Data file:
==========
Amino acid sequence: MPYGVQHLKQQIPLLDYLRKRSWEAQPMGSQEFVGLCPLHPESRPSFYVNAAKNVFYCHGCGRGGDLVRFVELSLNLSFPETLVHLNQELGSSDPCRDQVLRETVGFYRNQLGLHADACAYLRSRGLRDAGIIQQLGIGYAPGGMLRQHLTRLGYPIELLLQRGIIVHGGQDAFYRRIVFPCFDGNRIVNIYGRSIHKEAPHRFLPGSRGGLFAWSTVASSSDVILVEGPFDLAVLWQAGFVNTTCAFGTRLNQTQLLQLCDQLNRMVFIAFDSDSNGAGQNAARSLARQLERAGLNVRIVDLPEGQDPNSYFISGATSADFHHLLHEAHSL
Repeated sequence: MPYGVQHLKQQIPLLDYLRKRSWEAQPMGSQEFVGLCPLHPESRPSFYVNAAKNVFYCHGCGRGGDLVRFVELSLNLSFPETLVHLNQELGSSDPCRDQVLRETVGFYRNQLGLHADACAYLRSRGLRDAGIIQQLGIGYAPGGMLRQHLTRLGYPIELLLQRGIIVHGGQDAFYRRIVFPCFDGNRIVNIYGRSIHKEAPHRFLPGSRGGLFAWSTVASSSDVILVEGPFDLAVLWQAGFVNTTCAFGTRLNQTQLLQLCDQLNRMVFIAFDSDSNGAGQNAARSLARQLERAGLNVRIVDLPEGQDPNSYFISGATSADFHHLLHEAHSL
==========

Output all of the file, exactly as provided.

Amino acid sequence: MPYGVQHLKQQIPLLDYLRKRSWEAQPMGSQEFVGLCPLHPESRPSFYVNAAKNVFYCHGCGRGGDLVRFVELSLNLSFPETLVHLNQELGSSDPCRDQVLRETVGFYRNQLGLHADACAYLRSRGLRDAGIIQQLGIGYAPGGMLRQHLTRLGYPIELLLQRGIIVHGGQDAFYRRIVFPCFDGNRIVNIYGRSIHKEAPHRFLPGSRGGLFAWSTVASSSDVILVEGPFDLAVLWQAGFVNTTCAFGTRLNQTQLLQLCDQLNRMVFIAFDSDSNGAGQNAARSLARQLERAGLNVRIVDLPEGQDPNSYFISGATSADFHHLLHEAHSL
Repeated sequence: MPYGVQHLKQQIPLLDYLRKRSWEAQPMGSQEFVGLCPLHPESRPSFYVNAAKNVFYCHGCGRGGDLVRFVELSLNLSFPETLVHLNQELGSSDPCRDQVLRETVGFYRNQLGLHADACAYLRSRGLRDAGIIQQLGIGYAPGGMLRQHLTRLGYPIELLLQRGIIVHGGQDAFYRRIVFPCFDGNRIVNIYGRSIHKEAPHRFLPGSRGGLFAWSTVASSSDVILVEGPFDLAVLWQAGFVNTTCAFGTRLNQTQLLQLCDQLNRMVFIAFDSDSNGAGQNAARSLARQLERAGLNVRIVDLPEGQDPNSYFISGATSADFHHLLHEAHSL